Backup quarterback Matt Schaub or Atlanta's first-round pick (No. 15 overall) in the April draft were the demands. The Falcons weren't going there. A second-round pick (No. 47 overall) was Atlanta's counter.

McKay admitted this week he knew that might not be enough, but that was the card he would play — at the time.

The pitchmen, including coach Jim Mora and his staff, prepared to ramp up the charm to convince Abraham this was the place for him. That part, wasn't hard at all.

When the 6-foot-4, 258-pound Abraham got within Georgia state lines, he was closer to his mother and his daughter and his grandparents, who had never been to any of his pro games. He could hear them screaming his name in the Georgia Dome.

"When I got here, it was done," Abraham said. "There were no visits after that."

The sell

When Abraham got to Flowery Branch Thursday, March 16, Mora, Winston, McKay and Blank -- especially Blank -- put on the full-court press. Defensive end Patrick Kerney, who shares the same agents as Abraham, had already been recruiting. A licensed pilot, Kerney said he would have flown the plane to retrieve Abraham.

"I was pretty psyched," Kerney said. "I talked to John a couple days before everything came together and let him know how excited we were that they were going to make it happen."

That night at dinner, while the wooing of Abraham continued, McKay, Agnone and Rosa acknowledged they reached contractual terms in less than an hour.

The deal, to those at dinner, was done. Abraham would replace Brady Smith at right end and join recently acquired safeties Chris Crocker and Lawyer Milloy on Atlanta's beefed-up defense.

The risky bluff

The optimism was doused less than 24 hours later when Seattle and president of football operations Tim Ruskell, McKay's longtime wingman in Tampa Bay and for a season in Atlanta, offered the Jets' their first-round pick (No. 31 overall), satisfying the Jets' wishes. New York, which, according to Agnone, tried to sign Abraham to a long-term contract throughout this whole ordeal but was rebuffed, because Abraham wanted out, agreed to trade Abraham to Seattle.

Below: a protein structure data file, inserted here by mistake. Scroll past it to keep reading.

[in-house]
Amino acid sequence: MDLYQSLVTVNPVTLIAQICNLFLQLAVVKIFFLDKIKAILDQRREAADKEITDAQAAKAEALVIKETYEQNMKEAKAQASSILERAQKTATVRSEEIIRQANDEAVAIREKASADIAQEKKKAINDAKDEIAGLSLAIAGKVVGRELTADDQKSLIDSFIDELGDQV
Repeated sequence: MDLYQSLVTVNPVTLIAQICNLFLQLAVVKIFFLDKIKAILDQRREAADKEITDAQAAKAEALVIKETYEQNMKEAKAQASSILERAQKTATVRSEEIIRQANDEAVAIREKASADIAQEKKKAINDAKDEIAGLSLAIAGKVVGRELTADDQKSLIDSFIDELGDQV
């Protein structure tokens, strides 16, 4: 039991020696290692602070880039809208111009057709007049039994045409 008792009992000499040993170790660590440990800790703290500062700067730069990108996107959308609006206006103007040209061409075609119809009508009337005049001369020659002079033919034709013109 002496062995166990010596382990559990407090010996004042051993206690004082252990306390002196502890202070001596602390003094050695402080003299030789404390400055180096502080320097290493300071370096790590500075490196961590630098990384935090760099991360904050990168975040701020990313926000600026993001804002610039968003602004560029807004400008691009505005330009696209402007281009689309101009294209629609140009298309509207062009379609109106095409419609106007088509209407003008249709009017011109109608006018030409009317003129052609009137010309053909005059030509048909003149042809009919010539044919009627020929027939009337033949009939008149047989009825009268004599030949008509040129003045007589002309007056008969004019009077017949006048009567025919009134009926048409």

While openly expressing dismay that Seattle may have trumped him, McKay privately hoped he'd forced the Seahawks into showing their entire hand.

The King, some Falcons' employees call him, hadn't lost his touch.

Seattle could not acquire Abraham without getting him to sign a contract and Abraham gave his word to the Falcons that would not happen. So Atlanta's personnel department had time to find a way to sweeten its deal to New York without giving up the 15th pick or Schaub.

"There was a lot of poker that was played," Blank said. "There also was a lot of tenacity and patience exercised."

Atlanta called at least eight teams, McKay said, to try and construct a rare three-team trade. Denver, which had two first-round picks, wanted in.

The Broncos, who held the 22nd and 29th picks in the first round, were willing to part with their later first-round choice, a third-round selection in this draft and a fourth-round pick next year, for the Falcons' first-rounder this year. McKay, who has acquired some pretty impressive mid-round talent -- Ronde Barber and John Lynch in Tampa Bay, Schaub, Chauncey Davis in Atlanta -- felt that was enough to execute the first trade.

When the Falcons extended the 29th overall choice they'd just acquired to New York, the process was complete. The Seahawks, Rosa said, tried to stay in the ball game until Monday night when the Jets and Abraham's agents told them it was time to end the saga.

"I was at peace the whole time," Abraham said.